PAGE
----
+1 ::: Why are you an artist Geoffrey, and how did you first decide
that art was your path in life?
I knew I was interested in art when I was 10 and had a painting
accepted in an exhibit in Nassau, Bahamas where my parents were then
living. I had a very hard time convincing them that that was my chosen
path and in fact they were dead set against it. I ended up leaving
home at 15, moving to London and going to art school.
+2 ::: Could you tell us some more about your work?
I have always been interested in figure and narrative painting.
I was drawn to classical painting early on, when everyone around
me was into pop art and installations. They bored me stupid and I
couldn’t wait to get back to the National Gallery every time to find
some sanity. I did respect the early 20th Century experiments and
was much taken with Picasso for a long time. I start losing interest
somewhere in the painting of the 1950’s. My desire has always been
to somehow find a way to marry the elements of the past with the
present. To use classicism in a modern way. But how? I am still searching.
I have absolutely no interest whatsoever in conceptual art. It means
nothing to me.
I am also driven to paint about the Holocaust as my parents were
both survivors. I keep thinking if I can paint the right picture,
my murdered aunts, uncles, cousins and grandparents will finally
leave me in peace.
+3 ::: In some of your more recent works the backgrounds are painted
with Rubenesque nudes and angels. Is there a relationship between
them and your subject?
Very much. At first I was using the paintings in the backgrounds
to stop deep space from occurring. I go to great lengths to compress
the space in my paintings and achieve a tension between flatness
and three dimensionality. I realized that I could play narrative
games between the ‘painted’ space in the paintings in the background
and the painted space in the painting. It is at its most obvious
in my latest paintings ‘Quetzal’ and The Reality of Things’ where
the cloth on the foreground figure literally goes into the painting
behind her but she is painted in a very different way to the ‘painting’.
I never directly copy paintings but rather paint ‘in the style of’
and manipulate the images for my purpose. I seem to like painting
flying babies a lot at the moment!
+4 ::: What artists have influenced you, and how?
It depends what year you ask me – Francis Bacon, Pablo Picasso,
Egon Schiele, Ferdinand Hodler, Klimt, Munch, Van Dyke, Vermeer,
Rubens, George de la Tour, Fragonard, Boucher, Watteau, Vincent Desidirio,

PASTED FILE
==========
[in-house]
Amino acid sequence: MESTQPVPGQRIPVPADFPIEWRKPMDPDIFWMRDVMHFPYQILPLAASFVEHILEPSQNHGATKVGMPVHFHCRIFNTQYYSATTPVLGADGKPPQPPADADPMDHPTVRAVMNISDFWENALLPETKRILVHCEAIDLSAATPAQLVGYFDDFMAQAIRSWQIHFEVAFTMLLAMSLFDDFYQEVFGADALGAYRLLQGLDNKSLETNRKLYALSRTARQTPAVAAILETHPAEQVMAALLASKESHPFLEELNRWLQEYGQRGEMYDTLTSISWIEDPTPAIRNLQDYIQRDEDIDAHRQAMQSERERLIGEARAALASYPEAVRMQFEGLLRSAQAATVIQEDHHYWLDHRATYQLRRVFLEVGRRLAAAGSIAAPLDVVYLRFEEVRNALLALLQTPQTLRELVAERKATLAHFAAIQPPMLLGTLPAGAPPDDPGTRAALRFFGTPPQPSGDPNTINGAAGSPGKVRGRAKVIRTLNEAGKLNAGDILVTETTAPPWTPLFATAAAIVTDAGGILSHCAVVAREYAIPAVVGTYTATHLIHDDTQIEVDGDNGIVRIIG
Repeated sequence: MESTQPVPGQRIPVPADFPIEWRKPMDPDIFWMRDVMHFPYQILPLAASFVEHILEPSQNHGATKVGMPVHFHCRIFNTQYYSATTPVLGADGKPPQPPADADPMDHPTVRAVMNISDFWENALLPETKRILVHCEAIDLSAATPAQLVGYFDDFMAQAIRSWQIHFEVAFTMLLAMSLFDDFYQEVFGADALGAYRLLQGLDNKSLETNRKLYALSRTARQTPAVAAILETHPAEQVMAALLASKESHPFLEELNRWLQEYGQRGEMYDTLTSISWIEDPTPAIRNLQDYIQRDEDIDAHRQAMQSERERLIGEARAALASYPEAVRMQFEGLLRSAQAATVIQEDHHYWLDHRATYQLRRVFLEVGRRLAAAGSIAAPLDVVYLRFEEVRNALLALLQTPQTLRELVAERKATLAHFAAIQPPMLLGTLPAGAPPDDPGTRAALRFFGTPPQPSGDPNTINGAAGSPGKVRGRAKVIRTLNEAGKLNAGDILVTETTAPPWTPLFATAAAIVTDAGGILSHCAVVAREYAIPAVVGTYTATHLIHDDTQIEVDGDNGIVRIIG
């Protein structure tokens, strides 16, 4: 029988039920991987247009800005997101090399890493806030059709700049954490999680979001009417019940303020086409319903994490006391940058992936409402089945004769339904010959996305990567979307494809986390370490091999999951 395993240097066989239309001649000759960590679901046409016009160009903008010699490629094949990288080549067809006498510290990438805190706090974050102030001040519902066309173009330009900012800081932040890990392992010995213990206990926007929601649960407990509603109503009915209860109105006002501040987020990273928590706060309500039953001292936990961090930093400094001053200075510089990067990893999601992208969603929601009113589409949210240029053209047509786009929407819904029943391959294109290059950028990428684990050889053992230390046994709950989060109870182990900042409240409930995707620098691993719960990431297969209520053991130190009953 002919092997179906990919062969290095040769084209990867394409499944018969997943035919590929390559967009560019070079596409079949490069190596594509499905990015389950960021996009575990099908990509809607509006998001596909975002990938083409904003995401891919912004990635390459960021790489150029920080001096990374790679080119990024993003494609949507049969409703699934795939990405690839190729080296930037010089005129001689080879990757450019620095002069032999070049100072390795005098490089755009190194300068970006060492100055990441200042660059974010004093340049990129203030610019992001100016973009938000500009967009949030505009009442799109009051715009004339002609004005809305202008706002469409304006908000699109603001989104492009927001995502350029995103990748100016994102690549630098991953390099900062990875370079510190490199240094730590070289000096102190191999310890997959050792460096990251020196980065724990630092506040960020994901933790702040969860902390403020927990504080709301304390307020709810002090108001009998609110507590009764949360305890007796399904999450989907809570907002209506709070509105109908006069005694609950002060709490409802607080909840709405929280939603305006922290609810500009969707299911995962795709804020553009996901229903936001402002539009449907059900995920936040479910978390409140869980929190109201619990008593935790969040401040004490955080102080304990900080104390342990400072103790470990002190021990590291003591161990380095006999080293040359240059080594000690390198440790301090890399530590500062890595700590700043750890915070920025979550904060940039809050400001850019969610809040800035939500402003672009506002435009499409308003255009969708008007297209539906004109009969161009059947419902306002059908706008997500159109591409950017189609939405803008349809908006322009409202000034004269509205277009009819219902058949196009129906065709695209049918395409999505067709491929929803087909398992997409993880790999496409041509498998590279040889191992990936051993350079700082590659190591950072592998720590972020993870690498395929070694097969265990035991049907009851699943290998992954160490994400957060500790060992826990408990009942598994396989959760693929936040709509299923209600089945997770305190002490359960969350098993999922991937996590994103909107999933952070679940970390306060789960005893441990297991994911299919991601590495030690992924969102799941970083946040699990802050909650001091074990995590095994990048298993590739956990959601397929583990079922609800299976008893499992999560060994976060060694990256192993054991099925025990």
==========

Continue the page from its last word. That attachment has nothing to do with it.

Odd Nerdrum, etc etc - the list is very long and my interest comes
and goes. They have all given me something even if its just a feeling
that I am not alone or completely crazy. We are all in this together
you know. Art is a relay race going all the way back to the caves.
We hand the baton on and hope the next guy runs like hell with it.
+5 ::: You are also an art teacher. How has this influenced your
career as an artist?
I like to think that I am of some help to people who have not travelled
so far down the road yet. Making art is a scary experience for a
lot of people and I try and make them feel less scared. I can help
with the how part but not the why part. I wish someone would help
ME with the why part!
+6 ::: What inspires you to paint and how do you keep motivated
when things get tough in the studio?
I don’t know where my ideas come from. They just appear by themselves.
I never feel like its ME making the art, I just turn up for the job
and get my orders. I meet a new model and just start working. I always
work from life. I can’t get anything out of photos other than photographic
reality, which is not what I see when I look at things around me.
I am usually motivated by boredom more than anything. When my depression
reaches stranglehold pitch, which it seems to do on an increasingly
frequent basis, I try and just get involved in painting or drawing
something, anything really, and within a short while I am usually
again absorbed in creating and listening to the painting instead
of my self. I always, however, find I return to a sense of disbelief
in myself and of failure once again to reach whatever I had felt
inside. It’s a cycle that never seems to change. I wish it would.
+7 ::: How have you handled the business side of being an artist?
Badly. That’s why I am still broke after 45 years of being an artist.
+8 ::: Where do you see yourself in 10 years?
Hopefully still painting and not dead. I would like to think that
the work will get better, though that may be too much to ask for.
+9 ::: What's the best and worst parts of being a full time, working
The best part is feeling alive making paintings and the worst part
is needing to make paintings to feel alive. In that I mean, when
I am painting there are moments that I am actually truly happy. Brief
and sporadic as they may be, for those moments I am really one with
the universe and not totally dominated by self. But those experiences
are highly addictive and have been keeping me obsessed for 45 yrs.
It has led me to living a very hard life that is filled with anxiety
and fear financially and that most ordinary people cannot even imagine
and would not tolerate. It seems to be the lot of artists through
the ages. Quite why or what it achieves for us mystifies me.
+10 ::: What advice would you give to an artist just starting out?
Don’t give up your day job. Lack of money is the worst part of any
artist’s career and having another form of income is the best thing
an artist could have. I wished now that I had trained as a plumber
or an electrician when I was a teenager, as well as art. I would
have had choices that are no longer available for me.
Believe in your dreams above all. Without them there is no art.